||Howard A. Kuhn, PhD, PE
Research Consultant & Adjunct Professor
The Ex One Co. LLC & University of Pittsburgh
Howard A. Kuhn is recognized with the Eli Whitney Productivity Award for his distinguished accomplishments in improving capability within the broad concept of orderly production. Kuhn, a professor at the University of Pittsburgh, teaches courses in design, manufacturing, product realization and entrepreneurship, and conducts research on manufacturing for tissue engineering applications. He also served as director of Prometal Technology for The Ex One Co. LLC (previously Extrude Hone Corp.). Kuhn was co-founder of Concurrent Technologies Corp., serving as vice president and chief technical officer as it grew to more than 1,300 employees (1988-2000). He was also co-founder of Deformation Control Technology, a consulting firm serving the metalworking industry. Kuhn held joint appointments on the faculties of mechanical engineering and materials science at Drexel University and the University of Pittsburgh (1966-88). He is a fellow of the American Society of Materials International and received the ASM Gold Medal in 2008. Kuhn is a registered professional engineer in Pennsylvania and a graduate of Carnegie Mellon University.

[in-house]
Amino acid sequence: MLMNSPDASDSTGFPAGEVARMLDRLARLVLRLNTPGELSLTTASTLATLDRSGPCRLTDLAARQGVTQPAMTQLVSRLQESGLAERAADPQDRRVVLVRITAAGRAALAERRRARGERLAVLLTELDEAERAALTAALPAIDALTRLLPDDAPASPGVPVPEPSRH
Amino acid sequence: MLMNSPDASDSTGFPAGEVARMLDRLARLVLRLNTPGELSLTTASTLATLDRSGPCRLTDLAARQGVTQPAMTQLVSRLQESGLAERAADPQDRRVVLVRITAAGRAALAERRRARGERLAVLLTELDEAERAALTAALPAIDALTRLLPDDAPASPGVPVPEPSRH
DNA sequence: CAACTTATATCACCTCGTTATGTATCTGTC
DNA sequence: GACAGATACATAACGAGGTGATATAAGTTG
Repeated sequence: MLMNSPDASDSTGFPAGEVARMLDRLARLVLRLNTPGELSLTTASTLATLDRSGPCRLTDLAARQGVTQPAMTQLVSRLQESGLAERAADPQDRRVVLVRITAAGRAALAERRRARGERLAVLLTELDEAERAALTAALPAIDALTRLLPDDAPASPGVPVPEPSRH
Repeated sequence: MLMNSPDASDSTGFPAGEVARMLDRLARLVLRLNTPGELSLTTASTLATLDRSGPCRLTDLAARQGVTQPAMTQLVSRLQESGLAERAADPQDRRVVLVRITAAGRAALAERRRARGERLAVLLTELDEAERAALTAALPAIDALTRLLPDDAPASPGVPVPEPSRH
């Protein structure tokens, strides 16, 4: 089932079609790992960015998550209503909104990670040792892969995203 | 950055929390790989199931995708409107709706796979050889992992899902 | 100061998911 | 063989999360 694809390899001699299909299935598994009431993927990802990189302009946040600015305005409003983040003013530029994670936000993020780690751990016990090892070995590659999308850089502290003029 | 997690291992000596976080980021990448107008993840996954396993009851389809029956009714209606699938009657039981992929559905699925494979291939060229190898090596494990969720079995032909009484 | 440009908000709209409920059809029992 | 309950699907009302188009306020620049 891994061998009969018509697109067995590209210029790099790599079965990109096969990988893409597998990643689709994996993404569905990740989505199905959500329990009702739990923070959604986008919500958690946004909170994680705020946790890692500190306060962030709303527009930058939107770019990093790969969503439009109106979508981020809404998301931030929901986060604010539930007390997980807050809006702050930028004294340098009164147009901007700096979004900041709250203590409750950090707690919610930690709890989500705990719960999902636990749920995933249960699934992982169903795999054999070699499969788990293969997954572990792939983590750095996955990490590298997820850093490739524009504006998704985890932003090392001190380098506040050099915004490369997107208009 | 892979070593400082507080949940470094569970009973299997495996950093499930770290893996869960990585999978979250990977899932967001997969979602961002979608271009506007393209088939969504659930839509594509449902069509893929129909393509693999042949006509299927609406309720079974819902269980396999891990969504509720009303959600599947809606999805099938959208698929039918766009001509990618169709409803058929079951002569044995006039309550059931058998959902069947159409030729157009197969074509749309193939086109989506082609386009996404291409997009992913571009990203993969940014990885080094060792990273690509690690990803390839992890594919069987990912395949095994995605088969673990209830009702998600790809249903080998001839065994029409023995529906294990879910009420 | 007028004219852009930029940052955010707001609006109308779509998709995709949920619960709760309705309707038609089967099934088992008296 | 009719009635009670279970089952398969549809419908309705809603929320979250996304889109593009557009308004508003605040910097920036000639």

||David L. Wells, PhD
North Dakota State University
David L. Wells is recognized with the Joseph A. Siegel Service Award for his significant and unique contributions to the Society. An SME member since 1979, Wells has been active in a number of pioneering ventures in manufacturing education. Beginning in 1983, he has chaired or co-chaired six SME national and international conferences and workshops, edited or co-edited seven SME proceedings, authored or coauthored eight SME papers or technical reports and was an invited presenter at 18 clinics and workshops. In addition, he has served on national SME committees continuously for the past 26 years, often holding more than one post. Over the last 12 years, Wells has served on the Accreditation Committee and, more recently, as an advisor for the Manufacturing Education & Research Community. In addition, he is the faculty advisor for North Dakota State University S291. Wells began his professional career by earning his BS and MS degrees in mechanical engineering from Stanford University, and his PhD in engineering management from the University of Missouri-Rolla. Since 2000, he has been a professor of industrial and manufacturing engineering at North Dakota State University.
||Ekkard Brinksmeier, Prof. Dr.-Ing. habil., FSME
Professor for Manufacturing Technologies
University of Bremen